‘Timeless’ Review: When Cagney & Lacey Met Denise

(Photo by: Ron Batzdorff/NBC)

Can the Time Team change the future?

That’s the big question Timeless wants fans to ponder as we head into next week’s season—please be season—finale.

Considering Rufus’ life is on the line, we can all agree that answer better be a resounding yes.

Before we get into the bigger picture, let’s walk through the events leading up to the end of hour revelations.

(Photo by: Colleen Hayes/NBC)

“The Day Reagan was Shot” took a sharp turn away from the events of American history to focus on Agent Christopher’s personal history.

We caught a glimpse of her family life last season when she invited Lucy over for dinner. At the time, she asked her to keep a data drive chronicling her family in the time machine—just in case.

Thanks to Rittenhouse targeting a younger version of Denise (played by the fantastic Karen David), that drive came in handy.

Since Flynn missed the cutoff (you can’t travel back to a time where you already existed), Jiya jumped into the fourth chair for the journey back to 1981.

Hinckley’s plan wasn’t altered much; except he escaped before the police could catch him because they were distracted by a Rittenhouse agent shooting Denise.

(Photo by: Colleen Hayes/NBC)

Wyatt rescued Denise and then he and Rufus went after the sleeper while Lucy and Jiya talked to Denise. They wanted her help tracking Hinckley, but they discovered an even bigger problem.

She planned to stop fighting her mother’s wishes and agree to an arranged marriage. Not only would that jeopardize her future family, it could potentially affect her career and stop her from putting the team together.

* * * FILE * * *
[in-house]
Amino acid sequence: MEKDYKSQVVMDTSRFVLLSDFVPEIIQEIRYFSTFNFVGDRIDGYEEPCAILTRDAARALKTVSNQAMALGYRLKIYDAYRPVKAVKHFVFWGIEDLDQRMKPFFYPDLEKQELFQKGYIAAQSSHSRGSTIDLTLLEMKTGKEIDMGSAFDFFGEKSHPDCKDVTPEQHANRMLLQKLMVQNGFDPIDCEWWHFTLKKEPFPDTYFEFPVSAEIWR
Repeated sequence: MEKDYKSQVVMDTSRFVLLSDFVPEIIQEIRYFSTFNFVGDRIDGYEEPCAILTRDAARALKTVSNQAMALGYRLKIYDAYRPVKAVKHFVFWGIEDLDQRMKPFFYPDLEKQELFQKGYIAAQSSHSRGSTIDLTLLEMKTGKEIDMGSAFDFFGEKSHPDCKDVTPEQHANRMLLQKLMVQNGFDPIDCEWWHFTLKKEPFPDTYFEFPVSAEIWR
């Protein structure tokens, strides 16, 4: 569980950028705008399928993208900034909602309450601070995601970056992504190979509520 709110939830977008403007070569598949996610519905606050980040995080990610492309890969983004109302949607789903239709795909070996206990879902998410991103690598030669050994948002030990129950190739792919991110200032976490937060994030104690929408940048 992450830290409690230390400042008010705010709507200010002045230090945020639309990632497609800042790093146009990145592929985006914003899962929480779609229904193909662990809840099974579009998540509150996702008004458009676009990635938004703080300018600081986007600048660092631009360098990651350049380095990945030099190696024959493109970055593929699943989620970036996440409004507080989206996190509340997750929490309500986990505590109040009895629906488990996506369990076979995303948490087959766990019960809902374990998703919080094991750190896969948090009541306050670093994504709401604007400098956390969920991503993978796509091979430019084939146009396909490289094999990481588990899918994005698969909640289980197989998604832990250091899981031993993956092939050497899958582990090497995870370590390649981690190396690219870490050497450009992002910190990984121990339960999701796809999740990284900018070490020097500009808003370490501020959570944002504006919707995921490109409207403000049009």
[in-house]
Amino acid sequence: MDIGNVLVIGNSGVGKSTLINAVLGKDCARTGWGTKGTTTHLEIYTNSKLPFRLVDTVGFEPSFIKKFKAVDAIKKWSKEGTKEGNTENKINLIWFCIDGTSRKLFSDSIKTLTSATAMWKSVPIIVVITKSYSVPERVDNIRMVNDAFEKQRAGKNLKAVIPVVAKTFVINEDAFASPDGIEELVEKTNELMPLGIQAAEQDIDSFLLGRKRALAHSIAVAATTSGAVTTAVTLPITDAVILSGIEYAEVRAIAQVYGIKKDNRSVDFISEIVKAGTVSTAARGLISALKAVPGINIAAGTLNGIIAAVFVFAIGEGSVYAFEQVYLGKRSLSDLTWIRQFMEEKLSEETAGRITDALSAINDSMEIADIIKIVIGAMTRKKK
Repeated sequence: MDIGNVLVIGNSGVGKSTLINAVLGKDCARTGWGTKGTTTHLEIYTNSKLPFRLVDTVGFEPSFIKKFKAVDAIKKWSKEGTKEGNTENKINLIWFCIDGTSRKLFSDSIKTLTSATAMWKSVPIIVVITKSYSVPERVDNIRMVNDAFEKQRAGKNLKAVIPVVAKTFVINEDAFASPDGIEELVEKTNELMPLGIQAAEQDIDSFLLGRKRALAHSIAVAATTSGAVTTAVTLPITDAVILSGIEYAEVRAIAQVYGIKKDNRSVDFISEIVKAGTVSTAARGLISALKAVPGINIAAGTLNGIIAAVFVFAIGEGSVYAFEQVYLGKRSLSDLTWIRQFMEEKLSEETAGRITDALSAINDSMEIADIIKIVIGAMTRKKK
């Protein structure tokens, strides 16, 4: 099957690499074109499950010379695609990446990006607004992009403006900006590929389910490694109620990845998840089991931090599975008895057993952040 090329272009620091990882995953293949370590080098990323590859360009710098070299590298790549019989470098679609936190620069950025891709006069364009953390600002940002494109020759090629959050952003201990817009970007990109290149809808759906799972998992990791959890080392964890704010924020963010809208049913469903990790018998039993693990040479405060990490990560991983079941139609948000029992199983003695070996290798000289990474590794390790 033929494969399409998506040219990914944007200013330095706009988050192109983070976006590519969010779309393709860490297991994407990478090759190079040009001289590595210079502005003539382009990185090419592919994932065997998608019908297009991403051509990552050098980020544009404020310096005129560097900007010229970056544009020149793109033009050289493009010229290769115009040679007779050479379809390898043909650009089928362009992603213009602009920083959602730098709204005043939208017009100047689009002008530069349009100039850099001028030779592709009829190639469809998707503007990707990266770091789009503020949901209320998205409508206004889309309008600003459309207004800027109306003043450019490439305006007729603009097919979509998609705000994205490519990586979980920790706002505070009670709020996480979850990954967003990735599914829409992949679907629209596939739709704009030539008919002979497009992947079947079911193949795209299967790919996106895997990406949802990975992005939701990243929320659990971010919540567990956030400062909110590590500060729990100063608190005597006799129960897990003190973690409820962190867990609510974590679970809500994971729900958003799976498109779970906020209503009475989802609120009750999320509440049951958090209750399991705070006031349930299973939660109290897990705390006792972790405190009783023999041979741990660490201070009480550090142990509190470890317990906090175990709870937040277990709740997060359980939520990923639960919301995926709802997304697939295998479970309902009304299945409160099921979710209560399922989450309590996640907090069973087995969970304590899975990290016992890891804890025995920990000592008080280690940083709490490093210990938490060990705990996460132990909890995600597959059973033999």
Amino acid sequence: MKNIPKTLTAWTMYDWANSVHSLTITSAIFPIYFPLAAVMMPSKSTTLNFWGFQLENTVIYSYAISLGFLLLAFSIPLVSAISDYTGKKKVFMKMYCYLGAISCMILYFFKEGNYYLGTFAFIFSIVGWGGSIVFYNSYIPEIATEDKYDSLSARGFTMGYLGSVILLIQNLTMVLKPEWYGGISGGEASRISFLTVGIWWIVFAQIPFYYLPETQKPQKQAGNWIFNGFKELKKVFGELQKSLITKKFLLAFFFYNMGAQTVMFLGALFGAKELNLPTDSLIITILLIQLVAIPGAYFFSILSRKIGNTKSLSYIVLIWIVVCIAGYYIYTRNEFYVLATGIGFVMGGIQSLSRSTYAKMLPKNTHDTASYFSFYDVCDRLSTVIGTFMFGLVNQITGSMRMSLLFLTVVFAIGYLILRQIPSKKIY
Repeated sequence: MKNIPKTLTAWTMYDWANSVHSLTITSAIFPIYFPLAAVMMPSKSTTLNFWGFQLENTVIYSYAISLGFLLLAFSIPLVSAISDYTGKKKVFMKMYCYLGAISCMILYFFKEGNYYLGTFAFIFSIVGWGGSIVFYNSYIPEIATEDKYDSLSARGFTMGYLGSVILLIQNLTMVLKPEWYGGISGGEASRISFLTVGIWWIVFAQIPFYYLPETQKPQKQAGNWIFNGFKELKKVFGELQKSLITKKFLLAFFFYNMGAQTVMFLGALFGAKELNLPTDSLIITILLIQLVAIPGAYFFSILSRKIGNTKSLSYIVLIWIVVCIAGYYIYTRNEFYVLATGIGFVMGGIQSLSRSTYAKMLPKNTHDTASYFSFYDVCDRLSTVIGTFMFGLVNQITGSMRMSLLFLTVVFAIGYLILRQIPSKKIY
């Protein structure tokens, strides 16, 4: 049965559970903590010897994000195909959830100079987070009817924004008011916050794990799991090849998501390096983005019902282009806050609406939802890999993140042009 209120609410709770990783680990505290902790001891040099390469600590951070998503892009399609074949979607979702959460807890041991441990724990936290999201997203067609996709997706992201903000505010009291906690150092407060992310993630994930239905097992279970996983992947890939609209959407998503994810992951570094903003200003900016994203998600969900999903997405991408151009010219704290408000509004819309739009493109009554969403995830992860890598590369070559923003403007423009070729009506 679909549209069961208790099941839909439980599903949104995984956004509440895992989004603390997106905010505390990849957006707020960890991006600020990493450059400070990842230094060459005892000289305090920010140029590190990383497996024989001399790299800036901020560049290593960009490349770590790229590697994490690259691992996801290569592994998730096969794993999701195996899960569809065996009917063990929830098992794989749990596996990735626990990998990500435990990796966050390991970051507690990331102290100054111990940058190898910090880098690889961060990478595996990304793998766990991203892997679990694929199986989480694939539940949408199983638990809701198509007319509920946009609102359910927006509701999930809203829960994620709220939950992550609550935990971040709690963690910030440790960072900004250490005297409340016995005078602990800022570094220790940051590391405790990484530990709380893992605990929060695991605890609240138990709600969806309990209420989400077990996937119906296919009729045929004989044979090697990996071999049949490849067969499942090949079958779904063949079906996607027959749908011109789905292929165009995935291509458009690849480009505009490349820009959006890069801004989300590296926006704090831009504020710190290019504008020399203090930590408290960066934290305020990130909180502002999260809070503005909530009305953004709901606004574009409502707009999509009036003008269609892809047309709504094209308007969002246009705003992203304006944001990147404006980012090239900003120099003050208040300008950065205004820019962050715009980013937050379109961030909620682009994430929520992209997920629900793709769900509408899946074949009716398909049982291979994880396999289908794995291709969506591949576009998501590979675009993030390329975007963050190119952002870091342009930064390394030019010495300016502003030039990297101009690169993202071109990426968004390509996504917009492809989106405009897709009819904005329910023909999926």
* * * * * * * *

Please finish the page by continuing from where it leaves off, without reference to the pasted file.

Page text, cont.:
Lucy had a terrific line about how we all make choices every day that don’t seem to matter. But every decision matters in the grand scheme of things. We never know when one simple choice will change our entire lives—and the lives of everyone around us, too.

The ladies did their best to show Denise why her career trajectory was the right path for her. And when that wasn’t enough, Lucy pulled out the big guns and showed Denise the drive.

(Photo by: Ron Batzdorff/NBC)

It’s mind blowing to imagine having that much pressure on one person. A comment Lucy offhandedly made to Jiya, who reminded her she had her own issues with knowing the future.

But can that future be changed?

Denise’s future was. Sure, she became an FBI agent, went on to work for Homeland Security and then put the team together. She still had her family, but she had one better than that: a good relationship with her mother.

Pre-1981 trip, Denise’s mother didn’t even know she was gay and had never met her grandkids. Now, there’s still tension between them, but the normal tension all families have when stubbornness is involved.

(Photo by: Ron Batzdorff/NBC)

What change led to that? It could have been the simplest thing or it could have been weighing on Denise’s mind the whole time. Maybe knowing the future gave her the courage to work a little harder to repair the relationship.

So, what does the team need to change in order to save Rufus? Could they keep him from going on any mission that might lead to cowboys or oceans? It’s probably not that simple.

And while we’re on the subject, can this please be the last time Rufus treats Jiya badly because of her visions?

I’m sure it’s hard for him to carry the weight of his potential death with him. But it’s hard on Jiya, too. And every time Rufus is mean to her or tries to push her away because he thinks it’s best for her, I want to slap him.

Speaking of the future, Lucy barged into Flynn’s room to question how and when she delivered the journal to him. Did anyone else shout, “FINALLY?” at their TV? Considering how big of a role the journal played in Season 1, it’s been frustrating how little it’s mentioned this season.

(Photo by: Ron Batzdorff/NBC)

Flynn shared the story of Lucy—maybe five years older than she is now—bringing him the journal, urging him to read it, and then walking away without another word. Lucy questioned how it was possible to return to a time where she’d already existed.